Boston College was stunned and in mourning yesterday at the death of Scott J. Laio, a bright, energetic student-athlete who collapsed and died shortly after his boat finished in first place Saturday at the Dad Vail Regatta in Philadelphia.
Laio, a 20-year-old junior who juggled the rigors of crew with a double major in biology and marketing, died of major heart failure at Hahnemann University Hospital after a teammate performed cardiopulmonary resuscitation and Laio was brought in his bright red rowing uniform onto the docks of the Schuylkill River, a college official said.
Yesterday, Laio's teammates took a long, sorrow-filled bus ride from Philadelphia to Chestnut Hill, as fellow rowers across the Northeast grappled with the tragedy and friends mourned his death at his home in Pittsford, N.Y.
Gene DeFilippo, athletic director at Boston College, said Laio had been cleared by the student's doctor to take part in the physical rigors of rowing at the college. Students who attend BC must submit a form from their doctor stating whether they are physically able to participate in sports, he said.
Students who take part in intercollegiate sports such as football and basketball must pass an additional medical screening by the college's health services office. But men's crew at BC is considered a club sport, meaning no additional testing is required, said Steve Bushee, assistant athletic director for sports medicine.
Laio, who spent summers in a skiff coaching at his former high school club, Pittsford Crew, picked BC in part because of its premier rowing program, said Anne Ferris, a family friend. Her son, Jon, 20, a sophomore at Colby College, rowed with Laio in high school and also coached alongside him.
''I could easily see him going into coaching after college," Jon Ferris said yesterday. ''He was just a natural at it." Like many rowers, the two bonded in the moments of pain and physical exertion that fuel the sport.
''He was just a great competitor -- you could see it in his eyes," Ferris said. ''Every time you got in a boat with him, you wanted to do everything to help him, because he was doing everything to help you."
Some rowers said yesterday that Laio's decision to participate in lightweight rowing, which requires competitors to weigh less than 160 pounds, might have precipitated his cardiac failure. Laio was tall and lean, listed on a BC website as 6 feet 2 inches and 166 pounds.
''As a lightweight coach, it was certainly something that occurred to me," said Ian C. Hutton, a coach at the Massachusetts Institute of Technology.
But Howard G. Knuttgen, a senior lecturer in physical medicine and rehabilitation at Harvard Medical School and past president of the American College of Sports Medicine, said even drastic weight-loss measures, such as skipping meals and drinks, could not precipitate a heart attack.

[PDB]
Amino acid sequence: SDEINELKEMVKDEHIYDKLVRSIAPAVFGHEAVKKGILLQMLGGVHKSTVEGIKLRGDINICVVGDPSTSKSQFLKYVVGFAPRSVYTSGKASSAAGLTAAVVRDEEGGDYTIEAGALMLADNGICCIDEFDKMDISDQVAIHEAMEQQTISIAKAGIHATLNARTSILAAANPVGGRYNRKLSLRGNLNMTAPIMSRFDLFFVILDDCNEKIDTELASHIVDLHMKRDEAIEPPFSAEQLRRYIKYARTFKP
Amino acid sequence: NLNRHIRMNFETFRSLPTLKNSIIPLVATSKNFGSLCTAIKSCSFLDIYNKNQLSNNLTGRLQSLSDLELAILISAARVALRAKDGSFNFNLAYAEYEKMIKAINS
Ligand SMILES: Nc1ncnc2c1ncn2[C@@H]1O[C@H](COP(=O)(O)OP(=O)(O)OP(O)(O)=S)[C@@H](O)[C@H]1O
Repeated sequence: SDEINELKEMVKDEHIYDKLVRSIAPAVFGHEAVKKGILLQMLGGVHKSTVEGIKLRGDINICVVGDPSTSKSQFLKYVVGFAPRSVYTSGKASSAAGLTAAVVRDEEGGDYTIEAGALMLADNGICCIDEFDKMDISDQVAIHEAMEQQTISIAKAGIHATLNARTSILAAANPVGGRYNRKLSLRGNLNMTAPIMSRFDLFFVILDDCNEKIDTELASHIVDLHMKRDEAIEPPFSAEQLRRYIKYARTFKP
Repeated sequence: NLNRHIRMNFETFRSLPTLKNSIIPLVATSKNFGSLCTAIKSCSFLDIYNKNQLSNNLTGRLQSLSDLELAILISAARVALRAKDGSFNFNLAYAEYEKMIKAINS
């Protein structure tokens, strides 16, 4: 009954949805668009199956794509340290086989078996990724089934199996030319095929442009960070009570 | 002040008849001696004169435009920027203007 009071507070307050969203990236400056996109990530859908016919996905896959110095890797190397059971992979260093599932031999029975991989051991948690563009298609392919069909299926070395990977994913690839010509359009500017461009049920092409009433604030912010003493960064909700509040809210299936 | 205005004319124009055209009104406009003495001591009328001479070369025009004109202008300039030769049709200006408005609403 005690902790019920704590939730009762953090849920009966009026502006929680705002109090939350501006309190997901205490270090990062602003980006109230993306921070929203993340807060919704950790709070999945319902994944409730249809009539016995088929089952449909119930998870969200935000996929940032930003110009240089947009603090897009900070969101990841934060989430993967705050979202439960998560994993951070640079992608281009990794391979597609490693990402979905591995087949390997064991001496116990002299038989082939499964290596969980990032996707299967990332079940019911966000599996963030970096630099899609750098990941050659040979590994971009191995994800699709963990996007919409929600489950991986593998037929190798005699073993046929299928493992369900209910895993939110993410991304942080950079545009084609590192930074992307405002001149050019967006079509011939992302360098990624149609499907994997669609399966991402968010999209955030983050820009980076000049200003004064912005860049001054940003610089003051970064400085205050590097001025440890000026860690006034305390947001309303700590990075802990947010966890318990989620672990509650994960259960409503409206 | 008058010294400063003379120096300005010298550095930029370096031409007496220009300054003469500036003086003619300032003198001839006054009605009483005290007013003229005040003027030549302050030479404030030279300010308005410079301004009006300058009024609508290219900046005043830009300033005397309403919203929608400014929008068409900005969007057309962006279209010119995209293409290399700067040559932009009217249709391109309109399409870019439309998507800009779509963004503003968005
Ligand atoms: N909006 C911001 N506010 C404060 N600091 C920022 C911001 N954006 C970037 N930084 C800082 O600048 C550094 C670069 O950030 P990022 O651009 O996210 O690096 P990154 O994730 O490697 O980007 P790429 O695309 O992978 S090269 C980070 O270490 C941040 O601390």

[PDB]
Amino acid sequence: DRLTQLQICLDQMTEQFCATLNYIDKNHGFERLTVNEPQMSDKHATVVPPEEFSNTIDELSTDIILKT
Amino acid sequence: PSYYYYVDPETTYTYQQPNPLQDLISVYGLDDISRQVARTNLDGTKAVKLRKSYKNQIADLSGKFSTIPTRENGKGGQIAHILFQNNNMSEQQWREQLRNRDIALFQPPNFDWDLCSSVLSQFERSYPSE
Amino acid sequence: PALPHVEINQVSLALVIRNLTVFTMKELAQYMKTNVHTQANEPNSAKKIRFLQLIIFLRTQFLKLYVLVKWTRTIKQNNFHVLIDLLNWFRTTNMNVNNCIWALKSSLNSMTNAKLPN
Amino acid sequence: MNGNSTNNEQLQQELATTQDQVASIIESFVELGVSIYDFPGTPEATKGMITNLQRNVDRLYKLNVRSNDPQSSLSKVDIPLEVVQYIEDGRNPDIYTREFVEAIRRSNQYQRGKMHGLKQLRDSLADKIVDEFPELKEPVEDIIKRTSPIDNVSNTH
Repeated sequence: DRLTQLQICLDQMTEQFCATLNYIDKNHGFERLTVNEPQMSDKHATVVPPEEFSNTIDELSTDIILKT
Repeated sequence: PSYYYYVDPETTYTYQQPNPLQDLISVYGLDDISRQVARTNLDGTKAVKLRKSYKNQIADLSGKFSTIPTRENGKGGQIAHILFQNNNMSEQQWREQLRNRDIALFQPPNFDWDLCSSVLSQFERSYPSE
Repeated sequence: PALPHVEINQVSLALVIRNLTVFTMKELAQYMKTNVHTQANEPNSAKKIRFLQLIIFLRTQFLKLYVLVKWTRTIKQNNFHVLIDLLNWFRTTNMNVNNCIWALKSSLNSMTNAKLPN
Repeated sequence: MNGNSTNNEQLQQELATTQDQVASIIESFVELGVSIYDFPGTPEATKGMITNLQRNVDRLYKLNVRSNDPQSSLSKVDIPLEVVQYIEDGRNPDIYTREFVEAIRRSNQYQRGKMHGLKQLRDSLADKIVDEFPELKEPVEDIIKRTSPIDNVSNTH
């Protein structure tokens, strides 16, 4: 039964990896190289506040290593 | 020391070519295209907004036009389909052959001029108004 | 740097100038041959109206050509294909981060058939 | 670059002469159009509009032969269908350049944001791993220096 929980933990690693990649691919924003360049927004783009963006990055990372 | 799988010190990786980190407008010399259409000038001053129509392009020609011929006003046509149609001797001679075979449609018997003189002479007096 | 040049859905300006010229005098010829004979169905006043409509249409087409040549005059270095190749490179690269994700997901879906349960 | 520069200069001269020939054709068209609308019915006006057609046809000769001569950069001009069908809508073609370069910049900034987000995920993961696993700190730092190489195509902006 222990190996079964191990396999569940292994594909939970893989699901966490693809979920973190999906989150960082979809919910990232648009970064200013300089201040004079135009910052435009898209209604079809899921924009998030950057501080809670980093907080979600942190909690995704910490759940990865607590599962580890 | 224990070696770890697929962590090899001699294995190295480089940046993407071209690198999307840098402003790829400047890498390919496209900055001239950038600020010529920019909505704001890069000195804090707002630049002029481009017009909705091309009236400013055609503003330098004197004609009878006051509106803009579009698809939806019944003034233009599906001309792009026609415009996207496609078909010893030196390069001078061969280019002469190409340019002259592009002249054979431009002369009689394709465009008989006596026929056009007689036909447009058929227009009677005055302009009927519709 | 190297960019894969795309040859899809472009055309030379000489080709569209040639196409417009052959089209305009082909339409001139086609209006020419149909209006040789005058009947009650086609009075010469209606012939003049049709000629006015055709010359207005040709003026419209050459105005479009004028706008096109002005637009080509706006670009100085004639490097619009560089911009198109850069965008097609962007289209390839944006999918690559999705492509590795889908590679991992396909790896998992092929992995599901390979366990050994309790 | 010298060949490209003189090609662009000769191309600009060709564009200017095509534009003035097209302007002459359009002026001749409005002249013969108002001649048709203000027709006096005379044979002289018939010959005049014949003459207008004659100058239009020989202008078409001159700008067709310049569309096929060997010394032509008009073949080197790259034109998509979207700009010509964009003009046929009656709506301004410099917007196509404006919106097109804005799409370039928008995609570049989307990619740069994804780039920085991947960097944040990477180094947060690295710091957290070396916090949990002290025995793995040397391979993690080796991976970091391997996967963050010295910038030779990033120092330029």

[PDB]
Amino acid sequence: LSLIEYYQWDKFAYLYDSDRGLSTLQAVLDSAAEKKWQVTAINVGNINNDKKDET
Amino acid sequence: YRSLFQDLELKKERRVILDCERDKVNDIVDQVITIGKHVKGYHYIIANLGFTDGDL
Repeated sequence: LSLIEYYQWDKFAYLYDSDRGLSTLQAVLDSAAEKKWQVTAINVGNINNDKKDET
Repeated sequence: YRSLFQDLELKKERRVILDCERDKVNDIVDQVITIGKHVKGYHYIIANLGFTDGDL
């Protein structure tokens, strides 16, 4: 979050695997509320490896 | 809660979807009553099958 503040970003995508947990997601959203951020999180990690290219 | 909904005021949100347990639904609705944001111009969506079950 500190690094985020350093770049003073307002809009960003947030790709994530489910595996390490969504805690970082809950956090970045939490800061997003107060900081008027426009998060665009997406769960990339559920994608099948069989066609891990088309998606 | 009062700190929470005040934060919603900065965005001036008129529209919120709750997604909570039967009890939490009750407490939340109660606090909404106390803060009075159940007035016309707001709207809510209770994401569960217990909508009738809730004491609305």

''I'm aware of the fact that you cannot damage a healthy heart; therefore, for this young man, and for any other like him, there was something wrong to begin with," Knuttgen said. ''If you don't eat properly, you can fatigue, and you can hit the wall early, but that's not going to precipitate a heart attack."
Medical examiners yesterday performed an autopsy on Laio but did not release the results.
A man who answered the phone at the Laio home said the family was too grief-stricken to speak.
''He was a great person," Laio's physics lab partner, Antonia Melas, told BC's student newspaper, The Heights. ''He always saw the good side of things."
Others in the rowing world were stunned and saddened yesterday. Laio was the first rower in memory to collapse while racing and die shortly thereafter. In 2003, a University of New Hampshire freshman, Nicholas Frid, died of apparent heart failure while running during a training session with the rowing team.
''To have this happen is every coach's nightmare and every parent's nightmare and every teammate's nightmare," said Charley Butt, a rowing coach at Harvard University for two decades.
At Bucknell University in Lewisburg, Pa., rowers returned to campus in mourning after witnessing Laio collapse on the Schuylkill, less than 20 feet away, said coach Stephen Loaiza.
Gathered for a banquet, their bowman, the last rower in the boat, read a tribute to Laio, who was in BC's bow.
''There were people weeping in the room," Loaiza said. The Bucknell team also signed a shirt and gave it as a memorial to BC, he said. ''These kids think they're bulletproof, and they think they're immortal, but they learned a very painful lesson yesterday."
In Cambridge, at the Riverside Boat Club, where rowers maneuvered the long, thin shells into the water for a race yesterday, many were sad. ''It's pretty scary, because you never know if you have a heart condition at our age," said Elizabeth Diamond, 22, a rower from Somerville.
Coaches said yesterday that they are more aware than ever of the stresses of losing weight and they try to discourage rowers who are more than 5 or 6 pounds above the maximum from participating.
''My overall impression is that the rowers do a very good job of being responsible about it," Butt said.
Said Hutton, ''It's much safer than it used to be."
A memorial service for Laio has been planned for Wednesday in Pittsford, DeFilippo said, with a funeral Mass to be said Thursday.
No memorials at BC have been scheduled so far, though the university has been making counselors available to students, DeFilippo said.